Workshops; or, How To Let The Air Out Of Your Ego In One Easy Step

(This posting originally appeared on The Melt-Ink Pot)

I’ve gone and done it again.

I’ve submitted three chapters of my current work in progress to the Writer’s Workshop at the World Science Fiction Convention.

What does that mean? It means that a couple of other budding writers, as well as one or possibly two published professionals, will be reading the novel excerpt I’ve submitted and providing a critique on it. And, in turn, I’ll be providing a critique on the excerpts submitted by the other budding writers.

I did this two years ago, when the convention was held in Montreal. It was an eye-opening experience for me, mostly because I was sure I had written the next best-seller, and everyone was going to lavish praise on my story. Only I hadn’t, and they didn’t.

I’m able to look back at it more objectively now. To be fair, my style and voice did earn praise. But the folks doing my critique felt there was too much of a disconnect between the beginning of my story and the rest of it. They felt it was too gritty and almost photorealistic compared to the almost farcical chapters that followed.

I was, at the time, heartbroken. I couldn’t even think about writing for about a month afterward. But I can see that their criticisms were valid, despite the fact that I still haven’t figured out how to really fix the story. I’ve plotted out an alternate beginning that might work, but I’m lacking the motivation to write it. One of these days, I’ll probably get around to it and see how it goes.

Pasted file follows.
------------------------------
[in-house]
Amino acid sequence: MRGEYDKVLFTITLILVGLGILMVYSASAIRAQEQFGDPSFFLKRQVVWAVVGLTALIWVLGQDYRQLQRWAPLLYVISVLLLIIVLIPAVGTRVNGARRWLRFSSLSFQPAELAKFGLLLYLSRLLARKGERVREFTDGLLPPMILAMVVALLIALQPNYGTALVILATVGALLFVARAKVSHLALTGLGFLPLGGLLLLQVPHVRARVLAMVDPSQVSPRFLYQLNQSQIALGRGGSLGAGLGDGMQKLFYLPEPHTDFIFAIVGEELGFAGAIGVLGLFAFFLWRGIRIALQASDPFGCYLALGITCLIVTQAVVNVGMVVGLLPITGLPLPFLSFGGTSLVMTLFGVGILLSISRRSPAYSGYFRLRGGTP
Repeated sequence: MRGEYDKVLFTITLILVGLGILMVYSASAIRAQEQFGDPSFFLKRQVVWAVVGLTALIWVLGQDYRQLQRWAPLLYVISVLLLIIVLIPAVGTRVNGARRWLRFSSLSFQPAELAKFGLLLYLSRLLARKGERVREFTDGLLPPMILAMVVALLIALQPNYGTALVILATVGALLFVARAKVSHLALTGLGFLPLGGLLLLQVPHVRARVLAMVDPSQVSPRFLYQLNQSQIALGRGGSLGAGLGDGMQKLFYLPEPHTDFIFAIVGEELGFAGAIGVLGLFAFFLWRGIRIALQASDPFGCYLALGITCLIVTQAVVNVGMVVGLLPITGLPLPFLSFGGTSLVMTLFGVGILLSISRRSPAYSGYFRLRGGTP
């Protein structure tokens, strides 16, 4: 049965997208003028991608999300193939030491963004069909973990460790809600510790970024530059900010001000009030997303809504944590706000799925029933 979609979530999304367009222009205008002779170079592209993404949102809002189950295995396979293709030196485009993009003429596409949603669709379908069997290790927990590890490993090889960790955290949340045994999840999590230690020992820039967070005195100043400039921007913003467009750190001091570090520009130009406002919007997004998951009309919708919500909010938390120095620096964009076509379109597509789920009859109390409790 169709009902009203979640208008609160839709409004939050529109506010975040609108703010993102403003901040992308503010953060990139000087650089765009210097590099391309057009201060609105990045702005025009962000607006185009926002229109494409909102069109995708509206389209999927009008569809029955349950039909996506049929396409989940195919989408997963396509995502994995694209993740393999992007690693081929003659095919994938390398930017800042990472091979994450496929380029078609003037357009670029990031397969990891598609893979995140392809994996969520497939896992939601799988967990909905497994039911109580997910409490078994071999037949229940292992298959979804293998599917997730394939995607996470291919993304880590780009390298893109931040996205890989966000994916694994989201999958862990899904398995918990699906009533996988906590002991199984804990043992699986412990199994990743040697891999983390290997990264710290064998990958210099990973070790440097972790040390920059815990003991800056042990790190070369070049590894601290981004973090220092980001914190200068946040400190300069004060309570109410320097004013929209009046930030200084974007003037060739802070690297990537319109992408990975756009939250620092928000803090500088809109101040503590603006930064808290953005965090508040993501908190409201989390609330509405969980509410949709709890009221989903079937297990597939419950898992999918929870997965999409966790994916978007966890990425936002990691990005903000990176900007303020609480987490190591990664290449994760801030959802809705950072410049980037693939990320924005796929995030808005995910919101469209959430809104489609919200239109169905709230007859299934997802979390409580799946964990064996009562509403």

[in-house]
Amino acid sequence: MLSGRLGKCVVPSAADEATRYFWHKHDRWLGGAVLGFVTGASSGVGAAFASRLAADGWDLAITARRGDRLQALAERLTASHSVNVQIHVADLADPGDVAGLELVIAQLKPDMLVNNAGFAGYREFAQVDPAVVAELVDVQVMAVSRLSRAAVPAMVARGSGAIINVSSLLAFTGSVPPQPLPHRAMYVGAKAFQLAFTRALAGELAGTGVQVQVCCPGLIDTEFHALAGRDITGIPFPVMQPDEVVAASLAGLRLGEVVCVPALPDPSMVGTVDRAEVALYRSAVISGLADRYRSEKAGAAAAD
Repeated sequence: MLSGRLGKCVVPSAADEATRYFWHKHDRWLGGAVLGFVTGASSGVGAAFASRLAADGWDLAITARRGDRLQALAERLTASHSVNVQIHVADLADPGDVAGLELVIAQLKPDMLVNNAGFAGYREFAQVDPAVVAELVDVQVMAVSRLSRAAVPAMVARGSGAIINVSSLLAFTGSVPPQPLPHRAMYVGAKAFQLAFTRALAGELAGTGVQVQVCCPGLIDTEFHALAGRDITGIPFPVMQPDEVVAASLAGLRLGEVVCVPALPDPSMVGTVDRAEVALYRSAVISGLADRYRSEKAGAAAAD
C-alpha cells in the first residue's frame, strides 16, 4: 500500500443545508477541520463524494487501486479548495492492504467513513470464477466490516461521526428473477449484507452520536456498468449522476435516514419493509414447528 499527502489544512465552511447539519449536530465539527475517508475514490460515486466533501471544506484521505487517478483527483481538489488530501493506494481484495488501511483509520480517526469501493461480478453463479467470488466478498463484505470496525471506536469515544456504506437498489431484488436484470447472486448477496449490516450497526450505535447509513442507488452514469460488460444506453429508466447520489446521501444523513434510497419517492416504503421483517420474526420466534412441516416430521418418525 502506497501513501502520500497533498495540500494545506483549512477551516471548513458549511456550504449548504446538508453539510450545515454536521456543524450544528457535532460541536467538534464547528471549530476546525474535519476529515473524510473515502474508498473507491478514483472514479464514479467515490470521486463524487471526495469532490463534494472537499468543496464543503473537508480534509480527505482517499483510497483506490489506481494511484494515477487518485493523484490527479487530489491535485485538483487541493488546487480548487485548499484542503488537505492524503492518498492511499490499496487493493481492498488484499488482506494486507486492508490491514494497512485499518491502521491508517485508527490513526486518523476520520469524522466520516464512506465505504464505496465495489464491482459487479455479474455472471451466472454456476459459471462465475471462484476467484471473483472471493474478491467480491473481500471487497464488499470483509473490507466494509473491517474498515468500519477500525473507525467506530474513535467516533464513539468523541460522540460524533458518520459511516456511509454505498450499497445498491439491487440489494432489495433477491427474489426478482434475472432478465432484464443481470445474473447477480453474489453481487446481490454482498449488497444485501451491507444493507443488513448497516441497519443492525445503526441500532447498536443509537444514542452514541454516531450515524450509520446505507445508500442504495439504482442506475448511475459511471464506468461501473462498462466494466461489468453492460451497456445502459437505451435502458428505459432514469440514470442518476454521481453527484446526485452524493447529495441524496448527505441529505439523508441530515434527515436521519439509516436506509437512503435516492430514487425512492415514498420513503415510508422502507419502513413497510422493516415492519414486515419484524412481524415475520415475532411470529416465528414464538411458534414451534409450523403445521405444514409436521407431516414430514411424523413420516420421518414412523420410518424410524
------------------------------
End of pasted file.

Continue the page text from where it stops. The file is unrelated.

So why am I doing this again, you ask? Well, for a couple of reasons.

First, while my initial experience was not all I had hoped for, as a result of it, I did end up in a great on-line writing workshop, with some of the best critique partners on the planet (including one person who was in that original critique group). Second, I do feel as though I’ve grown as a writer as a result, and now I’m absolutely positive I’ve written the next best-seller. (Okay, just kidding about the second part of that last sentence.) But I think I have a more realistic idea of what to expect this time around. And third, I firmly believe that in order to grow, one has to challenge oneself. Even if it’s scary (and this is). This is me, challenging myself. Hear me roar.

Renovation (this year’s World Science Fiction Convention) is in Reno, August 17-21. I’ll let y’all know how it goes.

What scary things have other people done to further their growth as writers?


About sheilamcclune

Aspiring author, sharing the tidbits I've learned along the way.
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